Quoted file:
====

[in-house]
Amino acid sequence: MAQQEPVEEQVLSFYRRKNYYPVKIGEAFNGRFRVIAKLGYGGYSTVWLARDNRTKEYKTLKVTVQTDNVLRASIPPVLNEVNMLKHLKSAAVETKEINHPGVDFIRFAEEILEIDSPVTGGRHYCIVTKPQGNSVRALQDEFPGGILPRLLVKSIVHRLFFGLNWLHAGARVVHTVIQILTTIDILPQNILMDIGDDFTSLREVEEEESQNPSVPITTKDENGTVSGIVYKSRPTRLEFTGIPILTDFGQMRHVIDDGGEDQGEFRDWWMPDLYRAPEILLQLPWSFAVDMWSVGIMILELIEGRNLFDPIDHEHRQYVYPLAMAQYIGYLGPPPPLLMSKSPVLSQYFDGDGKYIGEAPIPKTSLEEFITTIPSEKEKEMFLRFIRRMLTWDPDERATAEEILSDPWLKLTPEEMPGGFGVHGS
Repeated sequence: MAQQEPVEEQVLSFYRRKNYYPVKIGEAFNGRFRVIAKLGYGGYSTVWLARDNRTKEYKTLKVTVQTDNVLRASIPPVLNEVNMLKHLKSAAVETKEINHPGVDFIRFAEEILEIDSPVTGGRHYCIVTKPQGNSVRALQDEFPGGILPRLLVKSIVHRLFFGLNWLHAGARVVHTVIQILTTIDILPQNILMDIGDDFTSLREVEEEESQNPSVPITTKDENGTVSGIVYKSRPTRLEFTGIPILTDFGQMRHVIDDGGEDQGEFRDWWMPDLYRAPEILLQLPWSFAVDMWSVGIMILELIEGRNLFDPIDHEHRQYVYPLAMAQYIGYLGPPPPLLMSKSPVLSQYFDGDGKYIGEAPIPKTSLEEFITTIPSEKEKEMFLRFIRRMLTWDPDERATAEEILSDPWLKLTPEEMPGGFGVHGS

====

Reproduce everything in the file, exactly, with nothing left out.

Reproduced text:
[in-house]
Amino acid sequence: MAQQEPVEEQVLSFYRRKNYYPVKIGEAFNGRFRVIAKLGYGGYSTVWLARDNRTKEYKTLKVTVQTDNVLRASIPPVLNEVNMLKHLKSAAVETKEINHPGVDFIRFAEEILEIDSPVTGGRHYCIVTKPQGNSVRALQDEFPGGILPRLLVKSIVHRLFFGLNWLHAGARVVHTVIQILTTIDILPQNILMDIGDDFTSLREVEEEESQNPSVPITTKDENGTVSGIVYKSRPTRLEFTGIPILTDFGQMRHVIDDGGEDQGEFRDWWMPDLYRAPEILLQLPWSFAVDMWSVGIMILELIEGRNLFDPIDHEHRQYVYPLAMAQYIGYLGPPPPLLMSKSPVLSQYFDGDGKYIGEAPIPKTSLEEFITTIPSEKEKEMFLRFIRRMLTWDPDERATAEEILSDPWLKLTPEEMPGGFGVHGS
Repeated sequence: MAQQEPVEEQVLSFYRRKNYYPVKIGEAFNGRFRVIAKLGYGGYSTVWLARDNRTKEYKTLKVTVQTDNVLRASIPPVLNEVNMLKHLKSAAVETKEINHPGVDFIRFAEEILEIDSPVTGGRHYCIVTKPQGNSVRALQDEFPGGILPRLLVKSIVHRLFFGLNWLHAGARVVHTVIQILTTIDILPQNILMDIGDDFTSLREVEEEESQNPSVPITTKDENGTVSGIVYKSRPTRLEFTGIPILTDFGQMRHVIDDGGEDQGEFRDWWMPDLYRAPEILLQLPWSFAVDMWSVGIMILELIEGRNLFDPIDHEHRQYVYPLAMAQYIGYLGPPPPLLMSKSPVLSQYFDGDGKYIGEAPIPKTSLEEFITTIPSEKEKEMFLRFIRRMLTWDPDERATAEEILSDPWLKLTPEEMPGGFGVHGS